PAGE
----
The reflection was prompted by end of day conversations with daughter No 2.
She was quizzing me about my kitchen table activity when she returned home from work, with perhaps a residue of disappointment that there was nothing edible on the table perhaps giving rise to more directness in her questioning than I would normally anticipate! Our innate relationship with me as primary care giver and her as hungry child played off, as it always has been, by her eleven years of experience of living with a working mother meaning that her main surprise may have been my presence there at all!
So, picture the scene: an open notebook with a myriad of lists, several sheets of A2 paper covered in multi-coloured “Post its”, a pile of business cards, an open laptop, a mobile phone, coloured pens; on and on it goes. For in order to be hard at work we must first lay for ourselves the appearance of working hard.*
*See appearance of working hard here justifying one’s addiction to stationery.
The big question: “What are you doing mother?”
What indeed am I doing?
I was hard pushed to give one single answer to the question and started to recount the many opportunities that I was exploring with a view to hopefully earning some money – by this time gesticulating wildly at my hastily scribbled plans and grand projections.
“Mother, don’t you think you have too many baskets open?”
And how right she is. In my panic and anxiety to ensure that something works I’m trying to populate far too many baskets. My current business strategy to the untrained eye and, now to my keenly sighted eye, looks like an over-zealous attempt at a picnic.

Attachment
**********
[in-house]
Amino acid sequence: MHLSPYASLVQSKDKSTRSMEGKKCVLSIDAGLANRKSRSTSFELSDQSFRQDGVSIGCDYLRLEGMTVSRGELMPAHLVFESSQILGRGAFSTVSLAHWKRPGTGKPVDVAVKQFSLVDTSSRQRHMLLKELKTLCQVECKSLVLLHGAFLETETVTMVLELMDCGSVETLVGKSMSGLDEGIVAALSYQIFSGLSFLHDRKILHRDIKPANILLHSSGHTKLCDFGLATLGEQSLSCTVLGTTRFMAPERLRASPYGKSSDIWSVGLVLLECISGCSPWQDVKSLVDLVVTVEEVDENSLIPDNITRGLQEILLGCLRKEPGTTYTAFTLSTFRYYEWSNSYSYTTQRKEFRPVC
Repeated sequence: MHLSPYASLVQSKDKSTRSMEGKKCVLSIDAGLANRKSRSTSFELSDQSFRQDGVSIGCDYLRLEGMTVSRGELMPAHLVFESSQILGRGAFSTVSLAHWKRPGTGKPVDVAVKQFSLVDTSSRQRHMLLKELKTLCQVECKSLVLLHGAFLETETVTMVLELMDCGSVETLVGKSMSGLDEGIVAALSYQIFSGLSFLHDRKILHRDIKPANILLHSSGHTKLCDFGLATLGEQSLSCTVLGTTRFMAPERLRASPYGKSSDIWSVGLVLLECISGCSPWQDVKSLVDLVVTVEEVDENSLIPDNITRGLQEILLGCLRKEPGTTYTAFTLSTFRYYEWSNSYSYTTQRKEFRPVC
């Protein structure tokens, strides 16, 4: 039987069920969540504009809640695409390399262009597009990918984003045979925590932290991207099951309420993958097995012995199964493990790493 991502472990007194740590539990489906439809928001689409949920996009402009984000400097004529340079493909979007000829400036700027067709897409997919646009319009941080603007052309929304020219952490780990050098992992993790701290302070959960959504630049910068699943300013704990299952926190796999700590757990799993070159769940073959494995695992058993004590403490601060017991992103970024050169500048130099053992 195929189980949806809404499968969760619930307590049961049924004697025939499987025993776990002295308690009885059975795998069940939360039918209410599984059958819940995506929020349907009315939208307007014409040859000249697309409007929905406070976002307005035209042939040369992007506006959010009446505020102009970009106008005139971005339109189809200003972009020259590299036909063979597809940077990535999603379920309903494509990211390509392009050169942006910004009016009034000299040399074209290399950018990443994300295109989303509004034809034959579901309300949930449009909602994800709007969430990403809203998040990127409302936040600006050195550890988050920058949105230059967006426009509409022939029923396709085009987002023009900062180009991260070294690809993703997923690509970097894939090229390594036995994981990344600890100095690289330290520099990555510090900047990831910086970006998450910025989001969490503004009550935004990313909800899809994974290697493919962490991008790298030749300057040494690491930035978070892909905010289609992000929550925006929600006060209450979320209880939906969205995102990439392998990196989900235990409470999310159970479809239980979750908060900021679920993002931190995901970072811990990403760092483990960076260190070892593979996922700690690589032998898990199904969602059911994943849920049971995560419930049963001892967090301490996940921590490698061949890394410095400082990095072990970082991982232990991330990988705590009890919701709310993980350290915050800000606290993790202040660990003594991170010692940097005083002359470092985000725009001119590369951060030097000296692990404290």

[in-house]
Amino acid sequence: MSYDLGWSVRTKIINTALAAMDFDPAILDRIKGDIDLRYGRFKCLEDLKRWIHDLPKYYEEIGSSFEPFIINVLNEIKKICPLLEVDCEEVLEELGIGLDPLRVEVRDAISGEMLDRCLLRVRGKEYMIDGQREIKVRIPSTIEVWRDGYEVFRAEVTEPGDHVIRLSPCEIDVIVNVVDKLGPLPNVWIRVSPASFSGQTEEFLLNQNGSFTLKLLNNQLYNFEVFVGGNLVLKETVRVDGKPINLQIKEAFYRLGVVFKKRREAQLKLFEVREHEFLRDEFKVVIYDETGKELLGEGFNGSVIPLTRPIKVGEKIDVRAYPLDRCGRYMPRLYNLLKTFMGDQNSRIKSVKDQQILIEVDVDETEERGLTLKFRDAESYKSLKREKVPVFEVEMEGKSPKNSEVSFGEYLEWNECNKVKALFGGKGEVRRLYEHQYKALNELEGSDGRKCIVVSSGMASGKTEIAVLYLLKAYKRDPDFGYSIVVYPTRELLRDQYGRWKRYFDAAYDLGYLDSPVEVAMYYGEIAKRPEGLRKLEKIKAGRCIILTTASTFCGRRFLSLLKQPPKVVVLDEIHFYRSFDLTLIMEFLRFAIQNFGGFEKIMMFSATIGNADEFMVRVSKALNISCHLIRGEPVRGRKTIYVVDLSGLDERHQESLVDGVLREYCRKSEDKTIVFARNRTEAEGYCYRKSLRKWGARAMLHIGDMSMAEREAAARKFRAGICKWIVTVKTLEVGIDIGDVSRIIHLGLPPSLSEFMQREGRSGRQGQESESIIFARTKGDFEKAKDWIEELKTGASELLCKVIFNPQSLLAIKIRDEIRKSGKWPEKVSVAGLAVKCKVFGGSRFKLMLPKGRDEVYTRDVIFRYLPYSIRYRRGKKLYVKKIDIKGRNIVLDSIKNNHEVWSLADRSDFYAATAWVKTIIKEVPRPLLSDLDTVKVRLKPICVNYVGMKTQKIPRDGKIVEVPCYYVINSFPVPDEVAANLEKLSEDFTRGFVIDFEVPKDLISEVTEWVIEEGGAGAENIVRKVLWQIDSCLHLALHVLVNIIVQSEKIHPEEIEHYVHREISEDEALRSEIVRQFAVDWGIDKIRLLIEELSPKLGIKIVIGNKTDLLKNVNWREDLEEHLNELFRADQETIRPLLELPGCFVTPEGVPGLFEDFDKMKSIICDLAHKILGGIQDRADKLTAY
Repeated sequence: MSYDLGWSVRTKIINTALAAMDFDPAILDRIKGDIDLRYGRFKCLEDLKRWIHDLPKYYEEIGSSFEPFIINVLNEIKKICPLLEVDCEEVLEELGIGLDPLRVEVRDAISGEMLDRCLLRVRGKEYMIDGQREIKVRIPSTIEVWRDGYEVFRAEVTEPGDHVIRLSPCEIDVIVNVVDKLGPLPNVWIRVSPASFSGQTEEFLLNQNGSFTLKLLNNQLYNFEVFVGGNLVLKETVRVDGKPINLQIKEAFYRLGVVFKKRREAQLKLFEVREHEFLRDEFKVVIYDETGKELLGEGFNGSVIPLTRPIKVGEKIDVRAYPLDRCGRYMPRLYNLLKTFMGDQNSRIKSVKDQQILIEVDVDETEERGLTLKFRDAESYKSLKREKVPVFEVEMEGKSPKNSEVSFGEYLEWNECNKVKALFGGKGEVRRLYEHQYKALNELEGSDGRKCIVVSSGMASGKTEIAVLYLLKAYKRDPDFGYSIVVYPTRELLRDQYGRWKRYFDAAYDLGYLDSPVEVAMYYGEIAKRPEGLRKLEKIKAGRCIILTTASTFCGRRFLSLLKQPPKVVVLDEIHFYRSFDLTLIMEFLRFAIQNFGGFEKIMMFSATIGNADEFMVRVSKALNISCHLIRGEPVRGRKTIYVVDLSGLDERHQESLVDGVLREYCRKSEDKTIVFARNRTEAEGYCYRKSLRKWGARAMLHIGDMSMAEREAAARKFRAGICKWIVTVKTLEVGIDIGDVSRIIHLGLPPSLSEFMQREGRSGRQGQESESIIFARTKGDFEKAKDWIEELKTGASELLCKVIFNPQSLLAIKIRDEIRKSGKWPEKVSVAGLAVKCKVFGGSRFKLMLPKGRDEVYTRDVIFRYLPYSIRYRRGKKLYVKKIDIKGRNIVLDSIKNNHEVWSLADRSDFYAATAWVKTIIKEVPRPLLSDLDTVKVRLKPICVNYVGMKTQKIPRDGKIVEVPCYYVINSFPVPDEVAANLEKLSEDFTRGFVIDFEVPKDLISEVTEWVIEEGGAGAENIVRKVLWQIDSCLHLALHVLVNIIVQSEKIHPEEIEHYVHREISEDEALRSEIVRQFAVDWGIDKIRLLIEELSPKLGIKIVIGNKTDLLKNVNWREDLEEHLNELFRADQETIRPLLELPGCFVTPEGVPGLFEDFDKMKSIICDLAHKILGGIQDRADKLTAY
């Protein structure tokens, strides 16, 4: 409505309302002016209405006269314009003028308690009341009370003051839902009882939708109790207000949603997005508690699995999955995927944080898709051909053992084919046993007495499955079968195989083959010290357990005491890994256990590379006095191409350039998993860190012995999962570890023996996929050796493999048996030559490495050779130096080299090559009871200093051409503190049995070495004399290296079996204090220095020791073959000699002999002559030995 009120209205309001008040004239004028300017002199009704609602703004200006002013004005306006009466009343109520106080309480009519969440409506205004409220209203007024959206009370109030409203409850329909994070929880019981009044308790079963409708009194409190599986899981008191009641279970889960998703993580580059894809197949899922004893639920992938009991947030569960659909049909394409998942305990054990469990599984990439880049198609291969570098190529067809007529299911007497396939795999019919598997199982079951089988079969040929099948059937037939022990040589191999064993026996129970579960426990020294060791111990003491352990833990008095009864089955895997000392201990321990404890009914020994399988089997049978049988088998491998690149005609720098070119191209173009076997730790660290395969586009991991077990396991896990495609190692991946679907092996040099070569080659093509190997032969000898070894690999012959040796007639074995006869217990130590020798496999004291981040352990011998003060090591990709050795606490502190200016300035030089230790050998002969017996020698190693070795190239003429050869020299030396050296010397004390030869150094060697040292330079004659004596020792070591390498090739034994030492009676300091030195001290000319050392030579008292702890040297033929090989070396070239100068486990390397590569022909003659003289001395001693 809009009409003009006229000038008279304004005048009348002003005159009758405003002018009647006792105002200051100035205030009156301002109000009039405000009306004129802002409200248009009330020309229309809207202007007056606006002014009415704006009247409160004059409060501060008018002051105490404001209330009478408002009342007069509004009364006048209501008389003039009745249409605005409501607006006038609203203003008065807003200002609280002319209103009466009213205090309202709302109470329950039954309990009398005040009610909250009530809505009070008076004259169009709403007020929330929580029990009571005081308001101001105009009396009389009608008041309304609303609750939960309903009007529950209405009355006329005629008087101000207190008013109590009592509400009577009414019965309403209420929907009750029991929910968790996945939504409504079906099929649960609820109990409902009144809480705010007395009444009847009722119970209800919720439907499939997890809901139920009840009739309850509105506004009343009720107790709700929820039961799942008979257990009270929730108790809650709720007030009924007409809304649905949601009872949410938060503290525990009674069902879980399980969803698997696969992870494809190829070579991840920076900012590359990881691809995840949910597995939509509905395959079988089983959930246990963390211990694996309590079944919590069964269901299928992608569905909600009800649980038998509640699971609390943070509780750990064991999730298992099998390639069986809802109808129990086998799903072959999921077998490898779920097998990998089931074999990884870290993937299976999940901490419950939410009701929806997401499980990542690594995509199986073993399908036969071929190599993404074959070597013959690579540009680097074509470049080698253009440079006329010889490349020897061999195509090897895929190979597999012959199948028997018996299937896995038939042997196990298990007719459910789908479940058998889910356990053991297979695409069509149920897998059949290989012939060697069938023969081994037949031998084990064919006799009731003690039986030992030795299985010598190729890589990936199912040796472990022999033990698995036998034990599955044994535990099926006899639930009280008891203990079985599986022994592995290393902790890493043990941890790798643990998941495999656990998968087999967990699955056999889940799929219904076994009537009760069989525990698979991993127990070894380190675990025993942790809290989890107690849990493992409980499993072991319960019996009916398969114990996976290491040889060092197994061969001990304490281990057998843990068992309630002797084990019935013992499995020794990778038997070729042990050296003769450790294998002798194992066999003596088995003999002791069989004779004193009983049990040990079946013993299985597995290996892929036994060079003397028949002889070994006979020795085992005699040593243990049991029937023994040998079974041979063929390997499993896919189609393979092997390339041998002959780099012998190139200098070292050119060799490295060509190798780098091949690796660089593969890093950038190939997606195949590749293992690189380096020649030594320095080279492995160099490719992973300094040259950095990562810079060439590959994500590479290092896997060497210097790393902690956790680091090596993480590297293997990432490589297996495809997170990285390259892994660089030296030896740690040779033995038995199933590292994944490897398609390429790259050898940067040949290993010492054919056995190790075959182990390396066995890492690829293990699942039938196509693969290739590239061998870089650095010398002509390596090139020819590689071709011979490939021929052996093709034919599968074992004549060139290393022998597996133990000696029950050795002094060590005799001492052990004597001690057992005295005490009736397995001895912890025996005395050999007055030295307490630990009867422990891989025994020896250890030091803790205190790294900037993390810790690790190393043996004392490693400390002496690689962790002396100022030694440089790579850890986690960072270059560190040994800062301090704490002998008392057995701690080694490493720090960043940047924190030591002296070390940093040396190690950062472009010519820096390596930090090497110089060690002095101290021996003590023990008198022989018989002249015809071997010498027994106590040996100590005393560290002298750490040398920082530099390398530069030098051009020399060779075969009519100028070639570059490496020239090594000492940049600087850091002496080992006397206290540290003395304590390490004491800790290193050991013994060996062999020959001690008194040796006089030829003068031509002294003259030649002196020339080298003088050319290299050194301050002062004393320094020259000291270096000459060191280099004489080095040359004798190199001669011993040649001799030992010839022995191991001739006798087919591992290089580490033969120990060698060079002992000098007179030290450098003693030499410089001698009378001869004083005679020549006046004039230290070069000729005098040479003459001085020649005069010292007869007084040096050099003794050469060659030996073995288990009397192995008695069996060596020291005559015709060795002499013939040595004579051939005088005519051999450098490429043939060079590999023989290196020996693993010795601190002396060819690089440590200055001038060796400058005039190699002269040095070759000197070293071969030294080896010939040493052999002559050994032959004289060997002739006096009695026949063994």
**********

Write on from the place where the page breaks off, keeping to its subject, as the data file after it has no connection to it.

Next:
Isn’t this a trap that a lot of businesses fall in to, whatever stage they are at? It just seems more acute at the formative stage when the till is empty. In the anxiety to chase every possible opportunity do we run the risk of making insufficient effort in specific areas and, coupled with that, fail to focus on our core competencies?
Do we understand what the business actually does and, are we focusing all our efforts on generating more sales using our unique mix of skills and expertise?
Are we truly concentrated on this pipeline? Or are we busy creating pipeline options before we exhaust the first?
I’m lucky enough to be only thinking about the application of my skills but extend this to the people in your business; are they using their unique skills or are they being distracted in the rush to find something that will stick? In our anxiety to get the till ringing its easy to fall into the trap of not focusing on our key skills and how to use those to best effect. This may result in a longer pipeline for sales but it will generate repeat sales, which will be sustainable for longer than the quick wins and will help to ensure that the business sticks to its core vision and mission.
I was made painfully aware of how easy it is to slip out of your skill set when I was discussing options around a new website. Seeking advice from a friend in digital marketing I asked the question – should I publish my blogs on a free blog site or should I have my own website ?- very tempting to cut corners and go for the quick cheap fix and try my hand in the digital space!
Simple answer: search for simplicity and it usually provides the answer. Stick to what you’re good at and don’t get bogged down and distracted trying to learn other people’s skills. Of course there’s a caveat; delegate don’t abdicate; have enough knowledge to enable you to make a judgement about whether the job is being done effectively. It’s useful if you can to have some type of metric in place to measure other’s performance, everyone then knows what success looks like.
Good, that’s one less post-it on the skills to learn page!
So, with the guidance of daughter No2, I am now focusing on generating sales in my areas of expertise. Admittedly I have more than one basket open and will continue to do so but have now prioritised them, re-structured them and am trying to focus on one basket at a time.
I would love to hear from others who have struggled to focus and then failed to deliver, found themselves juggling with too much at once or who have moved out of their circle of skills with bad results.
Is there a formula for focus out there somewhere?